Why is inflation in the UK not falling as fast as it is in Europe?

Photo by Rachmaninoff, Wikimedia Commons

As the Office for National Statistics has noted on 19 April 2023:

  • The Consumer Prices Index (CPI) rose by 10.1 per cent in the 12 months to March 2023, down from 10.4 per cent in February.
  • On a monthly basis, CPI rose by 0.8 per cent in March 2023, compared with a rise of 1.1 per cent in March 2022.

That is disappointing. This small decline contrasts markedly with experience in Europe:

Rates are tumbling in the way I would expect in France (a bit) and Germany, especially. Why aren’t they here? The answer appears to be in the rigidity of our energy pricing, and Brexit (of course).

Dealing with energy pricing first, this chart gives some indication of its significance:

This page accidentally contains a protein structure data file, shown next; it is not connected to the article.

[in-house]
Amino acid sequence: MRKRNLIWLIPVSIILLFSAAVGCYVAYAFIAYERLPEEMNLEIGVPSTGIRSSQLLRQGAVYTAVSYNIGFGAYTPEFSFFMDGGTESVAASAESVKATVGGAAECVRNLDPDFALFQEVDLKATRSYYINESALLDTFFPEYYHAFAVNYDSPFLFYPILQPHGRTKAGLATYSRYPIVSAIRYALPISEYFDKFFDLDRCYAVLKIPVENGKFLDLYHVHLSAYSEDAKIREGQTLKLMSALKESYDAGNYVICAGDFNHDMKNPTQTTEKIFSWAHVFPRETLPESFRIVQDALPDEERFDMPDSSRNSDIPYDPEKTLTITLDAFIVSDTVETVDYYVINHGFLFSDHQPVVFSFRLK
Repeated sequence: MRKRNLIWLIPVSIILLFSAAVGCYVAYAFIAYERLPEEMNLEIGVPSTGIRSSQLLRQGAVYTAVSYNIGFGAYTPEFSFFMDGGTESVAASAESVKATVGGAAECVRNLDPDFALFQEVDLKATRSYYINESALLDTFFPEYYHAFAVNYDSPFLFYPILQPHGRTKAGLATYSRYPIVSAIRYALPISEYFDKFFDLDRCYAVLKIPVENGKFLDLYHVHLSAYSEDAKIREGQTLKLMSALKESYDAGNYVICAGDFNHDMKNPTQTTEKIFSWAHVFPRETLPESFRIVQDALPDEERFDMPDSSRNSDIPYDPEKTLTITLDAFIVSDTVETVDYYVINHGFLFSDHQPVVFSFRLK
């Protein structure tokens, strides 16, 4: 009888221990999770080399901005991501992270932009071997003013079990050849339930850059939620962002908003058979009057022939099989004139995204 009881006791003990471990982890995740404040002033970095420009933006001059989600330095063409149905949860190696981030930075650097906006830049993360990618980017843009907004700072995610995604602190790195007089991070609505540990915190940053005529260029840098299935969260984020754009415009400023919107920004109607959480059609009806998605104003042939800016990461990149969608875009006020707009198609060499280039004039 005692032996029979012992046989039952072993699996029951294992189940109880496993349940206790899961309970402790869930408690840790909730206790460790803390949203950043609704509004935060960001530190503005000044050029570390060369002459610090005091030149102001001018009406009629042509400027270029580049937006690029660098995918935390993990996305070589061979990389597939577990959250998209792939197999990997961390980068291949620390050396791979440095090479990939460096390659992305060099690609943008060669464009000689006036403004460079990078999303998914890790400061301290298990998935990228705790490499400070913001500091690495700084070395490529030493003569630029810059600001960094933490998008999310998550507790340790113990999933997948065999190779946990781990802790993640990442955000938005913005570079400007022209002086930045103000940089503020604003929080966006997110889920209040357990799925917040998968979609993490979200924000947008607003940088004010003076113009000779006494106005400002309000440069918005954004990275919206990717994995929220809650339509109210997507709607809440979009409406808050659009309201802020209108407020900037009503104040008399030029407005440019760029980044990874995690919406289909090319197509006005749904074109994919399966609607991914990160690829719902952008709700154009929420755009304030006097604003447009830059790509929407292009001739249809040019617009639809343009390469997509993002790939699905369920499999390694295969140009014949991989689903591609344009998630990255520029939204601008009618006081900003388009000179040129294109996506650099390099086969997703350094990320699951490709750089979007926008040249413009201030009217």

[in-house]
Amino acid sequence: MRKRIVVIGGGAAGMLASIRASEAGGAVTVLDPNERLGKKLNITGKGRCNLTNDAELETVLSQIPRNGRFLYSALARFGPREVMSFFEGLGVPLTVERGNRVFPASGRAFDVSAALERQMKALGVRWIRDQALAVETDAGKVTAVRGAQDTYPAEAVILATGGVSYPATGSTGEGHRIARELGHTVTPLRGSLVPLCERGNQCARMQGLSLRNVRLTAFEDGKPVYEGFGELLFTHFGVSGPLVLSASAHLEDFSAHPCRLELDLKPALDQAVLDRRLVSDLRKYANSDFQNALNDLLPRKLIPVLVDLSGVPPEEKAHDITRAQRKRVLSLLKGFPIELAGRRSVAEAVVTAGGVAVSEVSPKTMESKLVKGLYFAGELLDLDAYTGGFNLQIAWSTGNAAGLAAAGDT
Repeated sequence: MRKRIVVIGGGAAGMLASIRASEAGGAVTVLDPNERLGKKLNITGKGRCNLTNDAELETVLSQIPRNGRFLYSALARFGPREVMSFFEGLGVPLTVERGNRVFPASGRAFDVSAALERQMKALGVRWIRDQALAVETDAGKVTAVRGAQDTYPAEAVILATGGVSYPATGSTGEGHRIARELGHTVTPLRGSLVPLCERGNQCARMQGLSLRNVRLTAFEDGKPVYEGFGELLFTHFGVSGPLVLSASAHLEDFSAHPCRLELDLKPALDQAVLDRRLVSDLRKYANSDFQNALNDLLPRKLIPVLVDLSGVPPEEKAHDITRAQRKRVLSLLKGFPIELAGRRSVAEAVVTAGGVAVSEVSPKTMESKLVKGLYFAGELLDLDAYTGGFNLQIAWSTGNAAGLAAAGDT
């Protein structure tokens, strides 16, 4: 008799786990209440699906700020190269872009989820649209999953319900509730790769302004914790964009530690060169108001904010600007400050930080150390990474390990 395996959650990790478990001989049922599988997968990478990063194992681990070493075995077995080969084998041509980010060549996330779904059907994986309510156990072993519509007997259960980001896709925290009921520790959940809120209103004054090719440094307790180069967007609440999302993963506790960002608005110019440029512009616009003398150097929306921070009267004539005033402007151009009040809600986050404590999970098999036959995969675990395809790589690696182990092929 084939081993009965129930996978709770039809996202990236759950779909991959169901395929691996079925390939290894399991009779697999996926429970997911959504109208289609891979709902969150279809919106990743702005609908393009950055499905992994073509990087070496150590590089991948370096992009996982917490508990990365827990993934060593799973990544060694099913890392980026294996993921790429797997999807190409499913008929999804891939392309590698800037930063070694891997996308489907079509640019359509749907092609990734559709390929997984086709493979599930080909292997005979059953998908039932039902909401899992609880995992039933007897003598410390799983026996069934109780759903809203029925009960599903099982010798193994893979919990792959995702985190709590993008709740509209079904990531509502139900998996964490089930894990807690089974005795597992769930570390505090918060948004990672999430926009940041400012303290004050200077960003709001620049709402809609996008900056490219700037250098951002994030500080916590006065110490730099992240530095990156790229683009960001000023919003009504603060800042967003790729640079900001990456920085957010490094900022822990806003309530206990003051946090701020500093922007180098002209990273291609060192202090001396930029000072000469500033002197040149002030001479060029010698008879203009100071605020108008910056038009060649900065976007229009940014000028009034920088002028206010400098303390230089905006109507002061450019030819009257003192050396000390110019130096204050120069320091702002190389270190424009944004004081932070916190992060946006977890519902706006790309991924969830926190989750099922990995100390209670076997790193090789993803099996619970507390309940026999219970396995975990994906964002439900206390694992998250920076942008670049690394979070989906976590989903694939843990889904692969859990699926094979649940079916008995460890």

The large green band is household costs and by far the largest increase in that is energy costs. Since the rigidity is our rigged markets will not let these fall yet we will suffer higher inflation for much longer than Europe. The message is very clear: we need to change energy price regulation.

The other large component, in blue, at the top, is food. This is not entirely down to Brexit, but if we are looking for differences with the European experience, it most definitely is.

None of this changes my argument that inflation will tumble this year. Energy price caps are going to be much lower in the second half of the year. Inflation will fall then.

Nothing also in this data does anything to change the argument that this inflation is all about some companies exploiting inflation for gain. It is not wages driving inflation: they are lagging far behind it.  Profits are what are keeping us worse off. Profit taking and the dogmatic refusal of our politicians to address the disaster that is Brexit are what are keeping UK inflation higher than it should be.